“The Romans sweetened their wine with lead. It was not obvious that the painful and lingering deaths that resulted — decades afterwards — were caused by the metal dissolved in the wine.” (Taking the Medicine, by Druin Burch).
Don’t go against Nature: The Romans sweetened their wine with dissolved lead, and look what happened to them. GM, Aspartame, Glyphosphate, margarine, low-fat diets, loudspeakers that try not to produce any Standing Waves; all these things we’ve been told are “Good” for us are actually turning out to be bad because they are not as Nature intended.
OK, so this post sounds like it’s taking on the form of one of my Sunday Sanities, but it’s not. It’s more of a “why you need to bring Standing Waves back into your audio-reproduction equipment” kinda post.
All sounds are generated by resonating structures.
Therefore, all sounds are resonant Standing Waves, maintained by both the interaction of a structure and a medium, and a movement of the medium that surrounds it. This is an element that has never been addressed in loudspeaker design. When a saxophone is played, a constant flow of air passes and interacts with the flexible reed. This feature of the sound, the constant flow towards the listener, is impossible to reproduce in a loudspeaker as the cone movement is NOT constantly towards the listener but varies around it’s mounting point in the cabinet.
This is why reproduced music never, ever sounds “live”, and never will. It’s an audio-phile element of the Doppler effect, and would be representative of Current Flow if one was using an Electrical Model of Sound. To expand, in this model the Potential Difference may be seen as the sequence of pressure-waves emitted by a loudspeaker drive unit, but where lies the Magnetic-type component of the Acoustic Motive Force, spiraling around the conductor and expanding out as nested toroids at the speed of light with a period equivalent to the frequency reversals being transmitted through the wire?
In the loudspeaker’s Standing Wave.
At Standing Wave frequencies in undamped cabinets, the frequency of resonance is determined, not only by the cabinet characteristics, but also by the absorbancy characteristics of the environment, including energy taken by the ear’s cochlea. There is a feed-back to the loudspeaker due to the frequency-dependent Standing Wave Acoustic Induction effect. Strangely, this effect can be seen in the Electrical model in the facility to send Ethernet-data over house-hold mains-wiring by the reverse-use of a mains transformer!!! Why is this effect ignored in it’s sister Energy Transmission model, Acoustics?
Here, at Alacrity Audio, we take these elements very seriously; that’s why our loudspeakers sound like no others, we follow the Electrical model.
In the Electrical Model of Energy Transmission, the Transmitter is surrounded by an expanding toroidal nest of energy waves. To be more accurate, the energy wave formation is similar in it’s transitions to a woman wearing a flowing skirt, doing the “Twist”. It spins one way one moment, then in the next moment the opposite, expanding out in a group of nested, counter-oscillating doughnuts at the speed of light. (This effect was replicated acoustically in the early days of audio by the shape of the acoustic horn, which depicts in it’s shape the above mentioned toroid, enabling a standing wave to resonate from the needle to the ear with tiny amplitude.)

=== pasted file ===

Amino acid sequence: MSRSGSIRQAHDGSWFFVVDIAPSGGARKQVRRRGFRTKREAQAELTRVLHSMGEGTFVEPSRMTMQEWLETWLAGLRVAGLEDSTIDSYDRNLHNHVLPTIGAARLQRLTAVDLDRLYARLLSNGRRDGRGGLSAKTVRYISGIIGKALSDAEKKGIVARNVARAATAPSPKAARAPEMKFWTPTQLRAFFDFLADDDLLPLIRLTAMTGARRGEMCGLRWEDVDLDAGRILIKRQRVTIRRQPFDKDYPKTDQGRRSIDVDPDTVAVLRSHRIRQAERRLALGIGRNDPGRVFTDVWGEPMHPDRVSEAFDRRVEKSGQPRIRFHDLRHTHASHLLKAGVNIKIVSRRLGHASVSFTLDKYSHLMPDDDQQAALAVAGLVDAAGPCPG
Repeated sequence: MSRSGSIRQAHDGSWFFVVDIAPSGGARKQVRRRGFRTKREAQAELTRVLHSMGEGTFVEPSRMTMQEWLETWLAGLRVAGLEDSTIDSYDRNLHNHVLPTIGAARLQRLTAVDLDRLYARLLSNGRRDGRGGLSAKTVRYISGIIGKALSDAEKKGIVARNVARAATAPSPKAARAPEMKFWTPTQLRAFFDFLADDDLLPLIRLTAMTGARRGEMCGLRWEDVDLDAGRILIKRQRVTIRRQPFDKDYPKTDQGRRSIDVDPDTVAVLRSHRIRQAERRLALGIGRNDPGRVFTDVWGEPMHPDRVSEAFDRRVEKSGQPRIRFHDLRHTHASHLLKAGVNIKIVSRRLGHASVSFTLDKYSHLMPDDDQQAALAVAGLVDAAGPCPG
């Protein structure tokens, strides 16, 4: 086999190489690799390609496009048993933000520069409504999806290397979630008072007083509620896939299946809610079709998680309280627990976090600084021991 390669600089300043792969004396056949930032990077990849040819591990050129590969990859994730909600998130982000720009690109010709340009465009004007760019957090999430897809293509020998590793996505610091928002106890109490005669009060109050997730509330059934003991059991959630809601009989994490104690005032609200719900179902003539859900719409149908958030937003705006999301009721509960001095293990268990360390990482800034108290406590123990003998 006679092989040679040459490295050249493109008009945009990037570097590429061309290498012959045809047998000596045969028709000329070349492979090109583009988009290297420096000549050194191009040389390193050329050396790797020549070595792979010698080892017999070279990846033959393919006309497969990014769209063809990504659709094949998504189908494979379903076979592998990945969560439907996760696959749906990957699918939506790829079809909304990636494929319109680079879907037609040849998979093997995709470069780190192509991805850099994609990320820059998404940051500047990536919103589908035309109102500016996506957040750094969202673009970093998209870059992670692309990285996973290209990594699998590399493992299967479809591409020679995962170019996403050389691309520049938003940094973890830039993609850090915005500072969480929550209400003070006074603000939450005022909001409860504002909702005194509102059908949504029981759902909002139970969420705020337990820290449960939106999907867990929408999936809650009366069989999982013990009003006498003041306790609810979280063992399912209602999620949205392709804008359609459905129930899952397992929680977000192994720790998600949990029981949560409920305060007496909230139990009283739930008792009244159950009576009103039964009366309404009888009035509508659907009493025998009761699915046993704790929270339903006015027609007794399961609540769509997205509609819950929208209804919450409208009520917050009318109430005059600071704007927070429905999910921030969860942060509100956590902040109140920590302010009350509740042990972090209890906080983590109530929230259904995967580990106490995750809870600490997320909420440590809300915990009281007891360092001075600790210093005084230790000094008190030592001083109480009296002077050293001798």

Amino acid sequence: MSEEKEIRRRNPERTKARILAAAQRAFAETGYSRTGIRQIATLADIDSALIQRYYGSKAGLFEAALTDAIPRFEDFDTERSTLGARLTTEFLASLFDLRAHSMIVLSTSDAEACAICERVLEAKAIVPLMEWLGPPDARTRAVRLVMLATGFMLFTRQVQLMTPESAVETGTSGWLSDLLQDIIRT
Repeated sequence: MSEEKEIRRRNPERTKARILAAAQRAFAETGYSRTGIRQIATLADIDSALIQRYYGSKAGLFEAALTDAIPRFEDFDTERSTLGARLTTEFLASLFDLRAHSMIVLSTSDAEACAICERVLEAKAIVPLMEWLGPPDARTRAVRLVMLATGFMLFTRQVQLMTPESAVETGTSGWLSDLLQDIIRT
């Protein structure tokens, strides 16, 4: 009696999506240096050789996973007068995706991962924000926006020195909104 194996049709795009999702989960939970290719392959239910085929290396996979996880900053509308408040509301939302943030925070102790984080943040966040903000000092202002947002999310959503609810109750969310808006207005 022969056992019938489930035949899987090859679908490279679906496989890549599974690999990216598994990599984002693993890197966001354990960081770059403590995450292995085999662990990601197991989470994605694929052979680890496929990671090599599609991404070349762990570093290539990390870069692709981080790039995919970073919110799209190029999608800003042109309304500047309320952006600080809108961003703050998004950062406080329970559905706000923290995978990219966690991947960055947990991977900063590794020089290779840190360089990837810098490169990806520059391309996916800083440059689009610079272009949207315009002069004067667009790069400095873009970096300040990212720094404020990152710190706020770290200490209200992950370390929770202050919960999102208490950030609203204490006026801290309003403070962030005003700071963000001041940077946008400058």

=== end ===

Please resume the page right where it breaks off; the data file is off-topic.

However, each receiving device (aerial or ear) perceives the incoming signal as a corkscrew, spiraling towards it individually (this is why the cochlea forms into the shape of a spiral). In TV transmissions for example, the lines of the picture (the “black and white ” elements) are contained in the ‘Y’ dimension (the “up and down” displacement) but the colour element of the TV picture is secreted in the ‘Z’ dimension (the corkscrew’s “side-to-side” displacement).
When a normal loudspeaker reaches this condition (ie, production of a complete signal), the results stand out most strongly from the from the background levels of loudspeaker/ear interaction (mere “sound” or simple pressure-waves) as the loudspeaker and ear are now connected by a Standing Resonant wave. Loudspeaker designers have long missed a trick by trying to prevent this effect, resulting in it appearing only periodically and problematically.
Because our loudspeakers produce Standing Waves at every frequency, this effect actually works in our favour, engaging the listener like no other loudspeaker with the ability to transmit bass frequencies and stereo information to the listener with amazing efficiency.
This is why our loudspeakers are the best.